•  Network Performances: increasing of bandwidth, towards 0-latency, stability…
  • Standards-de-facto: winner will take it all (market will decide)
  • Reasons why: improving quality of life (new services), costs optimizations, new jobs…
  • Rules of the game: what regulation environment to create new development
  • Level of trustiness: dependability, security, privacy…
  • ...others ?
Obviously, there might be others, and others strictly related to these ones.
Then, each of these variables should be subjected to a breakdown analysis to understand what’s the best strategic positioning to tame potential risks and/or to be ready to exploit the opportunities of the coming 5G transition towards the Digital Society and Economy!

We'll go through these variables in the next posts.

29 November 2014

Softwarization: two scenarios towards 5G

In the IEEE SDN initiative we wish dealing with SDN-NFV adopting a “systemic” perspective.

In fact, I believe that Cloud (and Fog) Computing, SDN and NFV are just different expressions of the same systemic trend (impacting not only the Telco networks by also several other segments and Industries) which is called “Softwarization”. This trend has been/is triggered and steered mainly by ultra-broadband diffusion (i.e., high bandwidth and low latency connections) and the IT techno-economic drivers (e.g. increasing performance of chipsets, at continuously decreasing costs). This wave of innovation may have different levels of impact on the Telco infrastructures, depending on several variables, among which the speed and level of adoption of “Softwarization” by said industries, the foreseen models for business sustainability and the regulatory issues.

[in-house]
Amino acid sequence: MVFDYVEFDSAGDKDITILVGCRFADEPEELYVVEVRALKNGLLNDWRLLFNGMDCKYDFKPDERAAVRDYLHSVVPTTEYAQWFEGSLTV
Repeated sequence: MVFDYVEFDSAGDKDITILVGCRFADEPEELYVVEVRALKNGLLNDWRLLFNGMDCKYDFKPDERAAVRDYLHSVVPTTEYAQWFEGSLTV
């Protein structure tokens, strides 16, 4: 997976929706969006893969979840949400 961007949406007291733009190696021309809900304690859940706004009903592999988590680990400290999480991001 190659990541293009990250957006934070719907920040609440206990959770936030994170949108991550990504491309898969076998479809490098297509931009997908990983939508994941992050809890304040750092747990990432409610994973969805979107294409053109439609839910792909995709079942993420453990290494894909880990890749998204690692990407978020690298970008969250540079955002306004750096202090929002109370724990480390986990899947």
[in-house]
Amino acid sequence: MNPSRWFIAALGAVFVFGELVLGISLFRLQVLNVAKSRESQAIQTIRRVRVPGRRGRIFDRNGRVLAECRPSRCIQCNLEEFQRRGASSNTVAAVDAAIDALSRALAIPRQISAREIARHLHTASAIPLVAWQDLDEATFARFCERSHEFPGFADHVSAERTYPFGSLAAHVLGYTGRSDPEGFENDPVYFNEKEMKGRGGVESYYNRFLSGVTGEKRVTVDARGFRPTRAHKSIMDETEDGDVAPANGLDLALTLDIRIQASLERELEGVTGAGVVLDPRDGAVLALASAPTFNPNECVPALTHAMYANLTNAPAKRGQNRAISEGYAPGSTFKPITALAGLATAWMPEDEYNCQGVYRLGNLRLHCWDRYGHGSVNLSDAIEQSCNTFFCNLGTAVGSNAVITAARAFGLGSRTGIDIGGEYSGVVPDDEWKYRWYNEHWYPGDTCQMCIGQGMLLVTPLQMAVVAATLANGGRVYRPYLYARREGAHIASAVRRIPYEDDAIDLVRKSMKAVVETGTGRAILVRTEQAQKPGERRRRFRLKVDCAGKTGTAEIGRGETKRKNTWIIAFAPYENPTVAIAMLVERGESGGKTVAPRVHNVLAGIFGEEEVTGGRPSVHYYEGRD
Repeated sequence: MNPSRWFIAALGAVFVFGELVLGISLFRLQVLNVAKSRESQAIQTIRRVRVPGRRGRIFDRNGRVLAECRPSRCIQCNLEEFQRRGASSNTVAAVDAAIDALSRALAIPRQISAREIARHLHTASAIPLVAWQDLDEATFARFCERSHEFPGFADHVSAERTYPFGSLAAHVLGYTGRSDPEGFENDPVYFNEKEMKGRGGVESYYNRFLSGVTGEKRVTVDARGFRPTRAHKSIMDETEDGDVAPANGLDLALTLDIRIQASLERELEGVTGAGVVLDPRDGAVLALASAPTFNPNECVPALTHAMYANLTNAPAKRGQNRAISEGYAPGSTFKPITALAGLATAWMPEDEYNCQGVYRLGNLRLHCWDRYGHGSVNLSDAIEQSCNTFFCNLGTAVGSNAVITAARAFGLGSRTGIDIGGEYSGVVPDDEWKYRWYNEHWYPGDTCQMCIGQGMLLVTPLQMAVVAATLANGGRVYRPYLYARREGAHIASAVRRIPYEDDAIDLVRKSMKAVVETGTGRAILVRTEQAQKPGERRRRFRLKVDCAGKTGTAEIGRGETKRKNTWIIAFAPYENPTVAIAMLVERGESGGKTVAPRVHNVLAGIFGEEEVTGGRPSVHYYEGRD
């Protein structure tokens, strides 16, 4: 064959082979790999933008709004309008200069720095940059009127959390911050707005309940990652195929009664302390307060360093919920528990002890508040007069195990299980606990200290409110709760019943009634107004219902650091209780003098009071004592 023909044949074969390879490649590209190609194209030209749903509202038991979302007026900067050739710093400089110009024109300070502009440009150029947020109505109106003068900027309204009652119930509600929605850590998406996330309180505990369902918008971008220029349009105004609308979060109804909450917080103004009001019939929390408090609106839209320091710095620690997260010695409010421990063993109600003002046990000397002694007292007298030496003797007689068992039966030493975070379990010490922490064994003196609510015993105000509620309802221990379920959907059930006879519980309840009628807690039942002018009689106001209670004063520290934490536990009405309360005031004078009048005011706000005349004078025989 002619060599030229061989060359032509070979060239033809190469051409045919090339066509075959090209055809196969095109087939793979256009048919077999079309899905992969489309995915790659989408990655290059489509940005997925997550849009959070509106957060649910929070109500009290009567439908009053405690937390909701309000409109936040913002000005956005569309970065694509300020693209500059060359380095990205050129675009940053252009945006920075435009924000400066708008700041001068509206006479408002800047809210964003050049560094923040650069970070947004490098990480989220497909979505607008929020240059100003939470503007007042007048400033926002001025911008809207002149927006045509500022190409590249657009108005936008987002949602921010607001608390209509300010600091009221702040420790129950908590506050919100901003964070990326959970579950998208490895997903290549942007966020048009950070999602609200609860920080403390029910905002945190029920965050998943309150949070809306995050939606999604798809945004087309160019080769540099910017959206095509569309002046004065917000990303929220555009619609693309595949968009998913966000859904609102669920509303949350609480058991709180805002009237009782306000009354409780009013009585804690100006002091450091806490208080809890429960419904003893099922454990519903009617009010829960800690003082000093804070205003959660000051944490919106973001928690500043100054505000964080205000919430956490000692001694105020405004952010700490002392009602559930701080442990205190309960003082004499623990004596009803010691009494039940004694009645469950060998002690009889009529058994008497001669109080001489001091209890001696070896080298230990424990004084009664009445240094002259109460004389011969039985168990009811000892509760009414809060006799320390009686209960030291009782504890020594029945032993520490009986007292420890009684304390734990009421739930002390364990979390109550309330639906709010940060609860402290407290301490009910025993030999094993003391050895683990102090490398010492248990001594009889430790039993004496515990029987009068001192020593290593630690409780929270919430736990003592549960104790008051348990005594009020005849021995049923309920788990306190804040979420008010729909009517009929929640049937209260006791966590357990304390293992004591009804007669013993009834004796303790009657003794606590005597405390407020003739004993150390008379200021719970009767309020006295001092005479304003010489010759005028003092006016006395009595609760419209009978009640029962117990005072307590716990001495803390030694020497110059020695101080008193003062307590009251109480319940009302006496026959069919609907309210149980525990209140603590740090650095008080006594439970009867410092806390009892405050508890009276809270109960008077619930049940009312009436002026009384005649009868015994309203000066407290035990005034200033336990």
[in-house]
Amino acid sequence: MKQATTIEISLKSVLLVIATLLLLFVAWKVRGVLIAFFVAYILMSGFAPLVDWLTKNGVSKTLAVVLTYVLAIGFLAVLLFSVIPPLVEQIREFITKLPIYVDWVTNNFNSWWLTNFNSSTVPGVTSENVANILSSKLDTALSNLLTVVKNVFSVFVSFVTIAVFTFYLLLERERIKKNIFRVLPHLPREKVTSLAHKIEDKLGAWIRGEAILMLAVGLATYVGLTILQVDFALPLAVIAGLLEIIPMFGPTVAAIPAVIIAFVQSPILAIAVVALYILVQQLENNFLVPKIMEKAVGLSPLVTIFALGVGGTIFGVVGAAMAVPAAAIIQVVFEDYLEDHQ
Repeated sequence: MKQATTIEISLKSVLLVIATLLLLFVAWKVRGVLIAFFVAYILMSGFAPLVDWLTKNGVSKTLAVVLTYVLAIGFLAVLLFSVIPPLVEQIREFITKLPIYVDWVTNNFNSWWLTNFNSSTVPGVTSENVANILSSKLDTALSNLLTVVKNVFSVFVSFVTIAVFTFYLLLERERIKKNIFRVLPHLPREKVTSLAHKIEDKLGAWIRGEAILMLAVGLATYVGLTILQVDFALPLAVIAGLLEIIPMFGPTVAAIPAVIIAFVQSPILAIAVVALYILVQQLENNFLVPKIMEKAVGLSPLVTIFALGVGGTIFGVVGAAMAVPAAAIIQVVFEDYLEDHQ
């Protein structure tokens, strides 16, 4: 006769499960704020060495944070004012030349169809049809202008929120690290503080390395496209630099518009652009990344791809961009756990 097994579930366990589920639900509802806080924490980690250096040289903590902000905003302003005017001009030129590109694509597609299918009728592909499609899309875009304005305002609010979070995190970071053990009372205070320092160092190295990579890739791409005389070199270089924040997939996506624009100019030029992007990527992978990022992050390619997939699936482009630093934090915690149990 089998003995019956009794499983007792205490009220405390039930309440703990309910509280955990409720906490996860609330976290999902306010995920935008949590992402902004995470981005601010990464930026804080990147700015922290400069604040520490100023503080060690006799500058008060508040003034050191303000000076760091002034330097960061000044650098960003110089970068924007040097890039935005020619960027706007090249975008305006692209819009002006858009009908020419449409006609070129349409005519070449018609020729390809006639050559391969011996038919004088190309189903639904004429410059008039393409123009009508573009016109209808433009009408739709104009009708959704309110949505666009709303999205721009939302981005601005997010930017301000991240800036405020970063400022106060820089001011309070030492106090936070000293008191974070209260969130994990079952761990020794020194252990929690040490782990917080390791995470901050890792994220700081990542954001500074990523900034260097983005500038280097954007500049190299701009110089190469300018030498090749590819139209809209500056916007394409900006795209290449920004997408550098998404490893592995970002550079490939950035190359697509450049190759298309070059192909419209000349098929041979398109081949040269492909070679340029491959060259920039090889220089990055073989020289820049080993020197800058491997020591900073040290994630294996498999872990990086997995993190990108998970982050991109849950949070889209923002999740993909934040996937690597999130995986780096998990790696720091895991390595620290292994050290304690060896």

Personally I believe that these trends will potentially bring soon into reality (at least) two main scenarios, characterized highly different techno-economic perspectives: